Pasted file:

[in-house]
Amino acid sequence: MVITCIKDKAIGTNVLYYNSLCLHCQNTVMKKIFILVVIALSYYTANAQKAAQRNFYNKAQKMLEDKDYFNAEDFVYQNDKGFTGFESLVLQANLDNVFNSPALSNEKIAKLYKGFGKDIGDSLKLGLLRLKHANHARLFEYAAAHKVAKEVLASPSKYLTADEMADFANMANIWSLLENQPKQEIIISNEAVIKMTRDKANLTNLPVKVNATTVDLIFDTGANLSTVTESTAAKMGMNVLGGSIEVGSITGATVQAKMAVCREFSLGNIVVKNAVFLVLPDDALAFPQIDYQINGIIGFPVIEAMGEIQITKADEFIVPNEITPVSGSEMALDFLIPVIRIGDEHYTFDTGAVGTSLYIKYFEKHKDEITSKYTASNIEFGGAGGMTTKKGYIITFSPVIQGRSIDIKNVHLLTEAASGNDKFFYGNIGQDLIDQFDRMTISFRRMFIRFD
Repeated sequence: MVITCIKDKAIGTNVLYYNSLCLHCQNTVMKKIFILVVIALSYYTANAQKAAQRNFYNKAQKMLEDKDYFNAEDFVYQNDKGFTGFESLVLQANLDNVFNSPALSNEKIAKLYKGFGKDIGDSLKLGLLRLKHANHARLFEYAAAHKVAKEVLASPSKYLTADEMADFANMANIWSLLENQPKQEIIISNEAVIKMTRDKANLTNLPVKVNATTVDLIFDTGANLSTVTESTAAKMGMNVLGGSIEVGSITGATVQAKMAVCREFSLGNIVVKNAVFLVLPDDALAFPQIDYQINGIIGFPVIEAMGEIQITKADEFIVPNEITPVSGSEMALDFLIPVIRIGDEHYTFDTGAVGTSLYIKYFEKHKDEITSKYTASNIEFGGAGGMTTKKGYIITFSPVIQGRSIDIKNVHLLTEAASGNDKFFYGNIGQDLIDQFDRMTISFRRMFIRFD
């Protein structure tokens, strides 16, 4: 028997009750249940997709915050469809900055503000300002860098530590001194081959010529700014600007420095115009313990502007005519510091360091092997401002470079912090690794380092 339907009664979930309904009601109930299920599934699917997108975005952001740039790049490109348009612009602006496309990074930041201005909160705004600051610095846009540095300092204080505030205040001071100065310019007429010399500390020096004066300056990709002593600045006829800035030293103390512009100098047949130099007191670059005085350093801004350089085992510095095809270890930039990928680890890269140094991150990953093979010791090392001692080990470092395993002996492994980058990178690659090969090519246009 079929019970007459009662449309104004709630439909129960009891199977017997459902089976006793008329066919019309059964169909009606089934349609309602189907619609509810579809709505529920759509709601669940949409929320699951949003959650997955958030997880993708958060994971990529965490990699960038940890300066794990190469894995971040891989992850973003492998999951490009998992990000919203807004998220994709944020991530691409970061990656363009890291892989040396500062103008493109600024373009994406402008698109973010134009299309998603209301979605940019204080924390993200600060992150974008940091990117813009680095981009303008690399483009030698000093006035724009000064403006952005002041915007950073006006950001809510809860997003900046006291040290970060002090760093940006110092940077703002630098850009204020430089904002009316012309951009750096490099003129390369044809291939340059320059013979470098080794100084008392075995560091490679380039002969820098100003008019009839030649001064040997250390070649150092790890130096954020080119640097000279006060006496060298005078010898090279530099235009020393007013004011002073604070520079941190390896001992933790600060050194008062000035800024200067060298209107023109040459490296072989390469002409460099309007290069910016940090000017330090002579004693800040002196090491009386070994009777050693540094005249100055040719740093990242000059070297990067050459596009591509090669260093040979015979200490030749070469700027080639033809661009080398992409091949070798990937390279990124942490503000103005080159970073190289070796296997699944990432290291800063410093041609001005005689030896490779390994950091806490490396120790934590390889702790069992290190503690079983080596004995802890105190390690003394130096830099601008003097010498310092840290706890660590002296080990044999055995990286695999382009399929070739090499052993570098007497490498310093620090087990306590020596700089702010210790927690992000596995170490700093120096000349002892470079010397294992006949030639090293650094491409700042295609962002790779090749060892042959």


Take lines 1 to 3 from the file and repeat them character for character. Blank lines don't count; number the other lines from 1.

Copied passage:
[in-house]
Amino acid sequence: MVITCIKDKAIGTNVLYYNSLCLHCQNTVMKKIFILVVIALSYYTANAQKAAQRNFYNKAQKMLEDKDYFNAEDFVYQNDKGFTGFESLVLQANLDNVFNSPALSNEKIAKLYKGFGKDIGDSLKLGLLRLKHANHARLFEYAAAHKVAKEVLASPSKYLTADEMADFANMANIWSLLENQPKQEIIISNEAVIKMTRDKANLTNLPVKVNATTVDLIFDTGANLSTVTESTAAKMGMNVLGGSIEVGSITGATVQAKMAVCREFSLGNIVVKNAVFLVLPDDALAFPQIDYQINGIIGFPVIEAMGEIQITKADEFIVPNEITPVSGSEMALDFLIPVIRIGDEHYTFDTGAVGTSLYIKYFEKHKDEITSKYTASNIEFGGAGGMTTKKGYIITFSPVIQGRSIDIKNVHLLTEAASGNDKFFYGNIGQDLIDQFDRMTISFRRMFIRFD
Repeated sequence: MVITCIKDKAIGTNVLYYNSLCLHCQNTVMKKIFILVVIALSYYTANAQKAAQRNFYNKAQKMLEDKDYFNAEDFVYQNDKGFTGFESLVLQANLDNVFNSPALSNEKIAKLYKGFGKDIGDSLKLGLLRLKHANHARLFEYAAAHKVAKEVLASPSKYLTADEMADFANMANIWSLLENQPKQEIIISNEAVIKMTRDKANLTNLPVKVNATTVDLIFDTGANLSTVTESTAAKMGMNVLGGSIEVGSITGATVQAKMAVCREFSLGNIVVKNAVFLVLPDDALAFPQIDYQINGIIGFPVIEAMGEIQITKADEFIVPNEITPVSGSEMALDFLIPVIRIGDEHYTFDTGAVGTSLYIKYFEKHKDEITSKYTASNIEFGGAGGMTTKKGYIITFSPVIQGRSIDIKNVHLLTEAASGNDKFFYGNIGQDLIDQFDRMTISFRRMFIRFD